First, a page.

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Hawaii State FCU’s Investing in Education program awards grants to Maui teachers

By Staff | Dec 27, 2018

Lahaina Intermediate School’s Tricia Calhoon is awarded a $500 grant to purchase stream tables, buckets and tarps to teach students about erosion and landslides.

HONOLULU – Hawaii State Federal Credit Union has funded classroom needs for a record 79 public school teachers on Oahu, Maui, Hawaii Island, Kauai and Lanai through the 2018 Investing in Education grant program.

In celebration of the program’s tenth anniversary, the credit union awarded nearly $40,000 in grants this year, doubling its annual $20,000 grant award.

The Investing in Education grant program supports Hawaii public school teachers by providing up to $500 for educational resources and classroom activities.

The educators, who teach a range of subjects in elementary, middle and high school, were selected based on essay submissions detailing their classroom needs.

Lahaina Intermediate School’s Tricia Calhoon received a $500 grant to purchase stream tables, buckets and tarps to teach students about erosion and landslides.

Puu Kukui Elementary School’s Wileen Robson was awarded a grant for science, technology, engineering and math (STEM) stations and STEM kits to allow students to apply their learning of the scientific process, life sciences, environmental sciences and space sciences through hands-on activities.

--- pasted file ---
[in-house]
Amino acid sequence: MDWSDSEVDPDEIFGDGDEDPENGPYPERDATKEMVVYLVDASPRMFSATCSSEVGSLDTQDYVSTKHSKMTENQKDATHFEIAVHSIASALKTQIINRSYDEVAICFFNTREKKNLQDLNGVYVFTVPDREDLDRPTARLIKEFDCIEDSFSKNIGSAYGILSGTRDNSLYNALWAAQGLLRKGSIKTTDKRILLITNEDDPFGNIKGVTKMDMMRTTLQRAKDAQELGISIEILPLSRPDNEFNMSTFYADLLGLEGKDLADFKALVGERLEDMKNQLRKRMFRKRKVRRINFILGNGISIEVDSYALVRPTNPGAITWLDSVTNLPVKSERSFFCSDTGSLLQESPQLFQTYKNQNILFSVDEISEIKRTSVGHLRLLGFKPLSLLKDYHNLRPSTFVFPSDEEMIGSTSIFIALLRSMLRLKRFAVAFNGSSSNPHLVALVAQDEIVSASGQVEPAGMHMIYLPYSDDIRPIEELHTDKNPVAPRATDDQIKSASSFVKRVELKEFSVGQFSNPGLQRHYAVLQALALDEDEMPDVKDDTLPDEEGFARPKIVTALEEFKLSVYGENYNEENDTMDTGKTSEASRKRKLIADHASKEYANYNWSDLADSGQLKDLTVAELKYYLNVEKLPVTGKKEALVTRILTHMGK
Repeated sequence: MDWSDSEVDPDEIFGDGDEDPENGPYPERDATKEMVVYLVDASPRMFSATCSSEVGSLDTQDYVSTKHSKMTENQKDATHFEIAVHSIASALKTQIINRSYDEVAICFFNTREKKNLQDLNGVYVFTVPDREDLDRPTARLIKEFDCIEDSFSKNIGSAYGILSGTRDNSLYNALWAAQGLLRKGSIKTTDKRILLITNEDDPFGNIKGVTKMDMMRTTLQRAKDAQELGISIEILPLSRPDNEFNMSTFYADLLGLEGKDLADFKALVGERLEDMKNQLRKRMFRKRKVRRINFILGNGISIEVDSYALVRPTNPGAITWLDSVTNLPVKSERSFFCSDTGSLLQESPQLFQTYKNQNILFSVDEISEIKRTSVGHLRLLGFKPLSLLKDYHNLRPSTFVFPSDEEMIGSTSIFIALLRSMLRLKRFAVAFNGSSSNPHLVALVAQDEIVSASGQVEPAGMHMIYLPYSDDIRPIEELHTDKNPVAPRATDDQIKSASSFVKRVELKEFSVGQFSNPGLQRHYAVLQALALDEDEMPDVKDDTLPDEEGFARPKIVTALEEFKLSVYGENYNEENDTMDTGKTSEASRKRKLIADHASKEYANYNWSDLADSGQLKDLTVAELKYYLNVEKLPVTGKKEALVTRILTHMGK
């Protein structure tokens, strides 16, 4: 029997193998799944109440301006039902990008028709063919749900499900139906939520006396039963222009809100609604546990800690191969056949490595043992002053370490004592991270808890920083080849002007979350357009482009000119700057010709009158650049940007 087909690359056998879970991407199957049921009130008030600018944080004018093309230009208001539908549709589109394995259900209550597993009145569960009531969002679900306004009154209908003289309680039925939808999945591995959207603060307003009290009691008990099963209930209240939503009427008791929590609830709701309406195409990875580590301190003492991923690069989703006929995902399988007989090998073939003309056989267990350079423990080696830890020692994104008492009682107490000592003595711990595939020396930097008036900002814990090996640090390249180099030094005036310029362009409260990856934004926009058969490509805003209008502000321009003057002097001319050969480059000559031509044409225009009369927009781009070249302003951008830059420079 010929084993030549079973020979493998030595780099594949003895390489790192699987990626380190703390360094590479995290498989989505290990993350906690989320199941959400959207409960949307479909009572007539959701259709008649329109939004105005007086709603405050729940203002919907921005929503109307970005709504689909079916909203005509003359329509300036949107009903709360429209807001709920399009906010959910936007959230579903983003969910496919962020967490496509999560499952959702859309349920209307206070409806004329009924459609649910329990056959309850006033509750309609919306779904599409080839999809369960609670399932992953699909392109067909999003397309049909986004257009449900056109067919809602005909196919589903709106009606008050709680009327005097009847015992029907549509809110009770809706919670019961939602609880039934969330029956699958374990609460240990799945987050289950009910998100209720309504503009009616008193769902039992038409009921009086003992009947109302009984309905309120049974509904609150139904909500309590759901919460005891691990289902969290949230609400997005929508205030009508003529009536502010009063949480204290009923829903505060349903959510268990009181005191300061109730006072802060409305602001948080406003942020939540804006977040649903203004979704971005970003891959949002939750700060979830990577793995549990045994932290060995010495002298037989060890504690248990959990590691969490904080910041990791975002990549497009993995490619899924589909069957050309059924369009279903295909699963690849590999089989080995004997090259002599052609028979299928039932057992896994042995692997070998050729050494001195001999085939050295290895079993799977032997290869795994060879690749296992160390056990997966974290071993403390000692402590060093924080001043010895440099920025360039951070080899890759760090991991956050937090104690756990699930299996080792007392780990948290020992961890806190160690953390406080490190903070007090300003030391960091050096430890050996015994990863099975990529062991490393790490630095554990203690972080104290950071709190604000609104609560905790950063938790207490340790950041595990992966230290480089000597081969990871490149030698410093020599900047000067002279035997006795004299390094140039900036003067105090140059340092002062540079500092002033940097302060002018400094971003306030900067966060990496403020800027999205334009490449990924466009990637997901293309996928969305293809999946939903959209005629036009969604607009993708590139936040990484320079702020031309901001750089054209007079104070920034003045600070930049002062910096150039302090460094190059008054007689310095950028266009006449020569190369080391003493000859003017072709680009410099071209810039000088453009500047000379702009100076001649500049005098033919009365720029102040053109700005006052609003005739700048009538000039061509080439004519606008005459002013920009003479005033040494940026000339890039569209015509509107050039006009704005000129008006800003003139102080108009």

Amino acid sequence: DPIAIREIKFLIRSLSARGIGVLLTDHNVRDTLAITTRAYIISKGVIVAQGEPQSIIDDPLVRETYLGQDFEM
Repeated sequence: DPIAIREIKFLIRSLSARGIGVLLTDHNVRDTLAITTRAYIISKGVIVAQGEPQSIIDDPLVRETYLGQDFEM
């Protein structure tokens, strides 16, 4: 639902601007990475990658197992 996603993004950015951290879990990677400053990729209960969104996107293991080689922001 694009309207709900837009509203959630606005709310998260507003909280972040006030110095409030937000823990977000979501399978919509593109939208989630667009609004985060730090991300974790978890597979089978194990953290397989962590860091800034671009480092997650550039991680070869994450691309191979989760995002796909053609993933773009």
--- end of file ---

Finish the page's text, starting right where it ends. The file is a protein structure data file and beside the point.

Maui High School’s Rondy Arquero plans to use her Investing in Education grant to introduce students to a career in education through field trips to nearby schools.

This year’s educators continued to incorporate STEM-related lessons into their curriculum, requesting funds for kits to teach coding, build robots and create solar-powered cars.

Other teachers focused on developing post-graduation pathways for their students with career and technical education supplies as well as field trips to tour university campuses.

The grants also funded classroom materials ranging from basic books and art supplies to innovative tools such as interactive notebooks, smart boards and iPads.

“Over the past decade, our Investing in Education program has grown to support the needs of our educators on nearly every island in Hawaii,” said Andrew Rosen, president and CEO of Hawaii State FCU.

“This year, we’re proud to double our investment and award even more public school teachers with grants that help them create innovative learning environments for our keiki.”

Since 2009, Hawaii State FCU has funded the classroom needs of 512 grant recipients, with more than $236,684 awarded to support Hawaii’s teachers.

Hawaii State FCU also invests in higher education; its Lowell Kalapa Scholarship Program has awarded more than $609,000 over the past 22 years to help students attend universities, colleges and trade schools in Hawaii and on the Mainland.